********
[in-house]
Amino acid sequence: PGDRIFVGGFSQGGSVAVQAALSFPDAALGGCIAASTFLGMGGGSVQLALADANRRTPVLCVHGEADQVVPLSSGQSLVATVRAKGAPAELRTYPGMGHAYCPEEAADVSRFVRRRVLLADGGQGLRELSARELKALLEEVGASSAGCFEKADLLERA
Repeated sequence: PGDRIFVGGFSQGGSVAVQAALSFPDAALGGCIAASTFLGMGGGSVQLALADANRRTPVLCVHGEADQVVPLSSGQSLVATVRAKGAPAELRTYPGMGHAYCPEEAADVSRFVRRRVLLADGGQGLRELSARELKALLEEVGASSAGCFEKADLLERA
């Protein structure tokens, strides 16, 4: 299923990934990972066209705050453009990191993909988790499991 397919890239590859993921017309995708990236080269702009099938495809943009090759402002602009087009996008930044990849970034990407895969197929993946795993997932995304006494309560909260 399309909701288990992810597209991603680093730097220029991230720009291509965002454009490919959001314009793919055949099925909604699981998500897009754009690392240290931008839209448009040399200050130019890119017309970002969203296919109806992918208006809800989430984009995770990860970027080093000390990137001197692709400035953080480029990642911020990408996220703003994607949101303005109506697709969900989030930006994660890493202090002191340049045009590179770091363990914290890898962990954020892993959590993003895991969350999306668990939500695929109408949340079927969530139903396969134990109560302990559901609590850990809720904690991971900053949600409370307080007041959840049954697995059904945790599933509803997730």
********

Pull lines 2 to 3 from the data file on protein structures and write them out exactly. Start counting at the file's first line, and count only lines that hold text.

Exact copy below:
Amino acid sequence: PGDRIFVGGFSQGGSVAVQAALSFPDAALGGCIAASTFLGMGGGSVQLALADANRRTPVLCVHGEADQVVPLSSGQSLVATVRAKGAPAELRTYPGMGHAYCPEEAADVSRFVRRRVLLADGGQGLRELSARELKALLEEVGASSAGCFEKADLLERA
Repeated sequence: PGDRIFVGGFSQGGSVAVQAALSFPDAALGGCIAASTFLGMGGGSVQLALADANRRTPVLCVHGEADQVVPLSSGQSLVATVRAKGAPAELRTYPGMGHAYCPEEAADVSRFVRRRVLLADGGQGLRELSARELKALLEEVGASSAGCFEKADLLERA